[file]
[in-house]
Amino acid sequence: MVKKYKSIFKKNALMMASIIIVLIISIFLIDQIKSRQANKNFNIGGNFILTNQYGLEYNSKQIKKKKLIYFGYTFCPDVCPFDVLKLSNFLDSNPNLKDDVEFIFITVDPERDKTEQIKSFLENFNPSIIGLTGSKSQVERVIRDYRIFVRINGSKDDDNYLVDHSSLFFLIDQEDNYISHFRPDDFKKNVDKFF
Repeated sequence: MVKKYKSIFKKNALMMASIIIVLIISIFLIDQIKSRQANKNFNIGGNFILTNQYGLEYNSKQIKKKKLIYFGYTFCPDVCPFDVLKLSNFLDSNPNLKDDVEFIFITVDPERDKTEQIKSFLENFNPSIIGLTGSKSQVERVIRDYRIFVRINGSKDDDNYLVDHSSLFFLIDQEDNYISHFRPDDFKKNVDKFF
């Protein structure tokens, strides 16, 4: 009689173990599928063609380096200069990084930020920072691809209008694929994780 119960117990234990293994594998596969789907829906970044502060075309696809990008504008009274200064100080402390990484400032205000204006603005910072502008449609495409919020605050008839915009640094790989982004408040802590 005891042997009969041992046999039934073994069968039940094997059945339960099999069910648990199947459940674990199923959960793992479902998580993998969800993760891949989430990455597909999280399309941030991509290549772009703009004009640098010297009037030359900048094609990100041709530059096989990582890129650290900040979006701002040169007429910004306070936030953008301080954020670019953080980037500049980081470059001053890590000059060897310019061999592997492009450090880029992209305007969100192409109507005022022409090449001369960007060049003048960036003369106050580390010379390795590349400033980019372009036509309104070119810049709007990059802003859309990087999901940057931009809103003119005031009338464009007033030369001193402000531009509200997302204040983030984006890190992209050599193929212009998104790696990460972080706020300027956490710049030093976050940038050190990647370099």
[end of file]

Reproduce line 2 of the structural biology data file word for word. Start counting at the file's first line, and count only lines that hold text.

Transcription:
Amino acid sequence: MVKKYKSIFKKNALMMASIIIVLIISIFLIDQIKSRQANKNFNIGGNFILTNQYGLEYNSKQIKKKKLIYFGYTFCPDVCPFDVLKLSNFLDSNPNLKDDVEFIFITVDPERDKTEQIKSFLENFNPSIIGLTGSKSQVERVIRDYRIFVRINGSKDDDNYLVDHSSLFFLIDQEDNYISHFRPDDFKKNVDKFF